Death penalty and increasing crime in Pakistan
Pakistan is among the top killers under law in the world. It has approximately 7,400 convicts awaiting execution. Worse, in recent years, instead of relenting in terms of lowering the crime rate because of the deterrent effect of the death penalty, the hangings have actually increased. Interestingly, the Supreme Court of Pakistan has actually ordered that there ought to be more capital punishments!
We have retained the death penalty, with a lot of other countries in the world, because we think it will deter the killers among us. But the record shows that death is no deterrence. The big hangings in Pakistan as elsewhere have actually aroused conflicting passions and negated the concept of deterrence. The penal system in Pakistan is so shot through with loopholes and defects that it may be better sometimes not to hang the alleged killers: there is mal-administration of justice, police service dereliction, and cultural prejudices affecting women and religious minorities.
Laws have to be made on a rational basis to be effective. Culture and social habits have to be kept in mind before framing them. No law in the world has worked if it is not linked to the time and place it is supposed to serve. If lawmaking is literalist and wrongly borrowed from Revelation it is bound to go wrong. Most of the time such laws, handing down death, prove to be ‘bad laws’ and remain uselessly appended to the statute books without being practised. Where such laws are used they usually aim at victimising those without power and privilege.
In 1947, at the time of independence, only two charges carried the death penalty. Today, ‘27 different charges do so, including blasphemy, stripping a woman of her clothes in public and sabotage of the railway system’. Presumably, the death-attracting charges were added to reduce the criminal streak in the country. After 50 years, the increase in such laws should have cut down the rate of the capital crime, but it has not. The law and order situation has worsened. Pakistani courts, where judges dispensing the death sentence are poorly paid and are low in social order, have actually made conditions worse. And the Special Courts set up to dispense speedy justice, instead of ending crime, have further lowered the chances of citizens getting a fair trial.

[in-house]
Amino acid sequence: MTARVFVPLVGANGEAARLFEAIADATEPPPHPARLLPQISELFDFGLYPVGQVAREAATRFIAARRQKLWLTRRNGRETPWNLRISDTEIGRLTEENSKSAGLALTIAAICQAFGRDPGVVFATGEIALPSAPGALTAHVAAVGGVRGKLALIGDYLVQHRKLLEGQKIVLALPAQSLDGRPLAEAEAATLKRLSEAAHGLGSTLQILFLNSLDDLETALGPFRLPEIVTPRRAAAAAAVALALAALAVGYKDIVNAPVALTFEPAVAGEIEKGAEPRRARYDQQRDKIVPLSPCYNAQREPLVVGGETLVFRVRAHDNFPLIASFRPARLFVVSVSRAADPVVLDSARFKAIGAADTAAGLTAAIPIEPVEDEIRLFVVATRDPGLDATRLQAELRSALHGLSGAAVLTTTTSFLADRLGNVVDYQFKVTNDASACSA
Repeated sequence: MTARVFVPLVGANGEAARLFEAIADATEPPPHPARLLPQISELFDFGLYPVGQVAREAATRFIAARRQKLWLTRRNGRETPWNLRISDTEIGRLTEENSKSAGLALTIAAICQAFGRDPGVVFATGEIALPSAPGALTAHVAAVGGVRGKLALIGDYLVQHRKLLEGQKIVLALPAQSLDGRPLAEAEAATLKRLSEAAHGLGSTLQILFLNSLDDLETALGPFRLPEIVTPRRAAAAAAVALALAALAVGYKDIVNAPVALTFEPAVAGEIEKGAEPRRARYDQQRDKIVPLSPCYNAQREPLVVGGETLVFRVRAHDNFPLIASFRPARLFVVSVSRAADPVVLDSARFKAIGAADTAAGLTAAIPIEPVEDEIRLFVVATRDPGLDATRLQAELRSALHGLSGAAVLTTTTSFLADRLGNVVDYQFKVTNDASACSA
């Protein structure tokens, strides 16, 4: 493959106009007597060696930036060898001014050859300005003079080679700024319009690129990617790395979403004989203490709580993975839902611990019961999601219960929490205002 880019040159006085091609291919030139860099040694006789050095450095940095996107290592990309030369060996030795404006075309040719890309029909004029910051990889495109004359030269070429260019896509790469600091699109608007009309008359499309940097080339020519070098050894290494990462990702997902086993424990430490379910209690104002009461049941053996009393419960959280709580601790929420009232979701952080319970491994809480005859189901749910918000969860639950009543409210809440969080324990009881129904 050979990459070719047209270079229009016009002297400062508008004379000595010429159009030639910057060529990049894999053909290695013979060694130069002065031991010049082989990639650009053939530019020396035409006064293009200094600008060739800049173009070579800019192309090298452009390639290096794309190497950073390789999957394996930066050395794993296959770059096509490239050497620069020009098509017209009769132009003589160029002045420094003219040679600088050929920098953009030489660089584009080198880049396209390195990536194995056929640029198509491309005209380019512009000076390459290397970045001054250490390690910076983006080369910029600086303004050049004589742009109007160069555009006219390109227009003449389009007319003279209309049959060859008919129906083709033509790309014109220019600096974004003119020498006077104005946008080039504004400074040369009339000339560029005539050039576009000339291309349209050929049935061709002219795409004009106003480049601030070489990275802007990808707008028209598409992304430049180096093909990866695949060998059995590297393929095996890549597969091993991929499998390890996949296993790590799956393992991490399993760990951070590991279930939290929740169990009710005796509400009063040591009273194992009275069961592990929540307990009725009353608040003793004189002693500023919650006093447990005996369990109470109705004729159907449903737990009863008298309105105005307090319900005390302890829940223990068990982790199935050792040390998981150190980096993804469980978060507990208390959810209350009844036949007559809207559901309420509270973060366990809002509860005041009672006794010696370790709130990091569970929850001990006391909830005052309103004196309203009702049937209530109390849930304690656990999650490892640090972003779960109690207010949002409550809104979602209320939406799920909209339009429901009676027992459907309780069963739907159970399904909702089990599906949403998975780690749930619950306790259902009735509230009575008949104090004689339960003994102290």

In 2003, a Supreme Court ruling stated that, in cases of murder, ‘the normal penalty of death should be awarded and leniency in any case should not be shown, except where strong mitigating circumstances for lesser sentence could be gathered’. That means that in murder cases the sentence is usually death. But this seems in deference to the tribal requirements of revenge rather than justice. After that, the Shariat Court and the Supreme Court have ruled that the presidential pardon is un-Islamic without considering that the punitive system in Pakistan is defective. Was any proof of that needed after hundreds of women were released from jails waiting to die because of zina (rape equated with fornication) cases?
The right to pardon under Islam is given to the kith and kin of the victim of murder. This is under the Qisas and Diyat law which is infructuous today because it is not in consonance with our social conditions. This is what happens when a society tries to follow historic precedents in a literalist fashion. The killer can lean on the possibility of the descendants of the murdered accepting blood money, as a part of his premeditation to murder. The HRCP calls the system of diyat ‘privatisation of justice’. If the intent was to implement the law of God and then pray that mere divine blessing would lead to putting an end to crime and improve law and order, it has not worked. In fact it has resulted in a horrible travesty of divine law itself for which God will doubtless hold us responsible.
The unthinking implementation of what we consider divine law has shifted the locus of its punitive aspect from the public to the private sphere. The crime at issue is not a matter between the state and the individual perpetrator but – in a very tribal way – between the criminal and the wronged. The application of hudood in Pakistan has facilitated the retribalisation of society in the country. Local councils have started handing down their sentences while the writ of the state – which ran much better under British Raj – is steadily dwindling.
The world is hanging on to death penalty while the European Union, the United Nations and its ancillary non-governmental organisations advocate its abolition. There is very strong evidence to prove that death is no deterrence. Pakistan is clearly a testing ground for those who would abolish death as punishment. The Advisory Council of Jurists of the Asia Pacific Forum of National Human Rights Institutions, says: (1) States should move towards de facto, and eventual de jure abolition of the death penalty; and (2) Until then the death penalty should only be used for the most severe crimes. There is nothing wrong with this advice.
Source: Daily Times